2. This is a beautiful paper from Dr. Golde's lab showing for the first time that a peptide derived from the BRI2 gene is able to reduce cerebral Aβ deposition in vivo in an AD mouse model and that the same peptide inhibits Aβ aggregation in vitro. The peptide is a 23 amino acid long (Bri2-23) C-terminal fragment generated by the pro-protein convertases processing (Kim et al., 1999) of BRI2, a 266-amino-acid, type-II single transmembrane domain protein (Vidal et al., 1999). Using recombinant adeno-associated virus 1 (rAAV1)-mediated gene transfer in TgCRND8 mice, the investigators show a dramatic suppressive effect of the BRI2 transgene—and a BRI2-Aβ1–40 fusion protein (Kim et al., 2007)—on parenchymal Aβ accumulation. Importantly, the investigators found no evidence for alterations in the steady-state levels of APP or APP CTFβ in TgCRND8 mice expressing the virally delivered BRI2-Aβ1–40 or BRI2 transgenes, but rather that the Bri2–23 peptide could directly inhibit Aβ1–42 fibrillogenesis in vitro.

    Mutations in the BRI2 gene cause neurodegenerative diseases characterized by cerebral amyloid deposition (Vidal et al., 1999, 2000), and transgenic mice overexpressing a mutant form of BRI2 show cerebral amyloid (ADan) deposition (Vidal et al., 2008). Interestingly, the amino-termini of the amyloid peptides (ABri and ADan) contain the amino acid sequence of the anti-amyloidogenic peptide Bri2-23. The unexpected findings of Kim et al. generate even more questions regarding the normal role of the still poorly characterized BRI2 gene and how mutations in BRI2 lead to neurodegeneration. More work is needed to determine whether the Bri2-23 peptide is able to depolymerize mature Aβ fibrils and if the anti-amyloidogenic properties of Bri2-23 are also shared by the C-terminal peptides generated by other members of the BRI gene family (Vidal et al., 2001). The use of increasing levels of BRI2 in the brain for the treatment of AD as proposed by Kim and collaborators (Kim et al., 2008) is an interesting idea; however, we believe that since the normal function of BRI2 (and the Bri2-23 peptide) is not known, caution should be taken in attempting therapies based on the overexpression of BRI2 alone.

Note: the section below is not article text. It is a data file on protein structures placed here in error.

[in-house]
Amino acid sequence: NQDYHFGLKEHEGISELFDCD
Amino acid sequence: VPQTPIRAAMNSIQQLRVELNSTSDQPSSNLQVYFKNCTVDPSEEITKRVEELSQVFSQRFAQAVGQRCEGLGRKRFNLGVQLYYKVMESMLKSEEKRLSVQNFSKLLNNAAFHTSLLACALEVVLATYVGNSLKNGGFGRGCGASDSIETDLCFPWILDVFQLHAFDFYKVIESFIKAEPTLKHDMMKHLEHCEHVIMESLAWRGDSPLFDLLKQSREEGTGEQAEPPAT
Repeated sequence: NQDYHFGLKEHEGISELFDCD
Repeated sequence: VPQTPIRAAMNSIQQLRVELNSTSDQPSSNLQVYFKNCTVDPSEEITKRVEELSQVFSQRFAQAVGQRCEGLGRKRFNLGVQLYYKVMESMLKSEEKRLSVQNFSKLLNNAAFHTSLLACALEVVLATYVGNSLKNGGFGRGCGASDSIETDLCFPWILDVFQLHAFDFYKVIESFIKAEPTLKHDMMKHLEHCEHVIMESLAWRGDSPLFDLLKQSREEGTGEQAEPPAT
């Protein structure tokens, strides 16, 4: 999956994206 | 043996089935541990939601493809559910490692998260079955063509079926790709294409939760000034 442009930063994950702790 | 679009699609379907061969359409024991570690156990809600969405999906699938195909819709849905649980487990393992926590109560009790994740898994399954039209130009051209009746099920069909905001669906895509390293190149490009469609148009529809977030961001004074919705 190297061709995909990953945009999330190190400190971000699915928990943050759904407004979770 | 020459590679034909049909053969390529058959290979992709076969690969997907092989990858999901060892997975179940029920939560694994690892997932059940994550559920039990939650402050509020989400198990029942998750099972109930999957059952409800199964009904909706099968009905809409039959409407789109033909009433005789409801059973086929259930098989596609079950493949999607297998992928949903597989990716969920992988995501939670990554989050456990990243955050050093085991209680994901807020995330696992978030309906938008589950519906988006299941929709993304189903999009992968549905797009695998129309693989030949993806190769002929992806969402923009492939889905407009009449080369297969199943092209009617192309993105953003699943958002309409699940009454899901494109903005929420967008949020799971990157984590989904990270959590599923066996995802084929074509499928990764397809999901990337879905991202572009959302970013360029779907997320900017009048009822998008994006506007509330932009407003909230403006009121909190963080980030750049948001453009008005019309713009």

References:

    . Furin mediates enhanced production of fibrillogenic ABri peptides in familial British dementia. Nat Neurosci. 1999 Nov;2(11):984-8. PubMed.

    . Abeta40 inhibits amyloid deposition in vivo. J Neurosci. 2007 Jan 17;27(3):627-33. PubMed.

    . A stop-codon mutation in the BRI gene associated with familial British dementia. Nature. 1999 Jun 24;399(6738):776-81. PubMed.

    . A decamer duplication in the 3' region of the BRI gene originates an amyloid peptide that is associated with dementia in a Danish kindred. Proc Natl Acad Sci U S A. 2000 Apr 25;97(9):4920-5. PubMed.

    . Sequence, genomic structure and tissue expression of Human BRI3, a member of the BRI gene family. Gene. 2001 Mar 21;266(1-2):95-102. PubMed.

    . Cerebral amyloid angiopathy and parenchymal amyloid deposition in transgenic mice expressing the Danish mutant form of human BRI2. Brain Pathol. 2009 Jan;19(1):58-68. PubMed.

    View all comments by Bernardino Ghetti